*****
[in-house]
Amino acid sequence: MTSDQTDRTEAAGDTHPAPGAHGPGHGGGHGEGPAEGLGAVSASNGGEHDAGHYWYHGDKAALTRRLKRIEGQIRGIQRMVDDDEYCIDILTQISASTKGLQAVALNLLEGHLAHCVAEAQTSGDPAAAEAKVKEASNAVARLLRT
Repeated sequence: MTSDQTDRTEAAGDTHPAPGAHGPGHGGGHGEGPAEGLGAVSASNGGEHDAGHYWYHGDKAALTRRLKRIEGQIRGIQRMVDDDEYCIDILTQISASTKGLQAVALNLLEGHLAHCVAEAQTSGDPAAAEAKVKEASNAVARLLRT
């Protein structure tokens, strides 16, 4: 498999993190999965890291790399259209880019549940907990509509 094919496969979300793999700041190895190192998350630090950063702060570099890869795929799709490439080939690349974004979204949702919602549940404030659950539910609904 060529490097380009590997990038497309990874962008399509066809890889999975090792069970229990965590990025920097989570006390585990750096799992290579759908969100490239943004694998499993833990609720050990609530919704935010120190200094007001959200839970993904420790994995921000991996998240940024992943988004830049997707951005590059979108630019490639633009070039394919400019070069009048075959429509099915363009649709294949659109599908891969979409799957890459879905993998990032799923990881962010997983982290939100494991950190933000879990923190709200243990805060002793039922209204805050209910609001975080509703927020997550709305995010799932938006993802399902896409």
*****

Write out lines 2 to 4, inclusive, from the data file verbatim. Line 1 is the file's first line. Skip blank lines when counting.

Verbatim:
Amino acid sequence: MTSDQTDRTEAAGDTHPAPGAHGPGHGGGHGEGPAEGLGAVSASNGGEHDAGHYWYHGDKAALTRRLKRIEGQIRGIQRMVDDDEYCIDILTQISASTKGLQAVALNLLEGHLAHCVAEAQTSGDPAAAEAKVKEASNAVARLLRT
Repeated sequence: MTSDQTDRTEAAGDTHPAPGAHGPGHGGGHGEGPAEGLGAVSASNGGEHDAGHYWYHGDKAALTRRLKRIEGQIRGIQRMVDDDEYCIDILTQISASTKGLQAVALNLLEGHLAHCVAEAQTSGDPAAAEAKVKEASNAVARLLRT
């Protein structure tokens, strides 16, 4: 498999993190999965890291790399259209880019549940907990509509 094919496969979300793999700041190895190192998350630090950063702060570099890869795929799709490439080939690349974004979204949702919602549940404030659950539910609904 060529490097380009590997990038497309990874962008399509066809890889999975090792069970229990965590990025920097989570006390585990750096799992290579759908969100490239943004694998499993833990609720050990609530919704935010120190200094007001959200839970993904420790994995921000991996998240940024992943988004830049997707951005590059979108630019490639633009070039394919400019070069009048075959429509099915363009649709294949659109599908891969979409799957890459879905993998990032799923990881962010997983982290939100494991950190933000879990923190709200243990805060002793039922209204805050209910609001975080509703927020997550709305995010799932938006993802399902896409």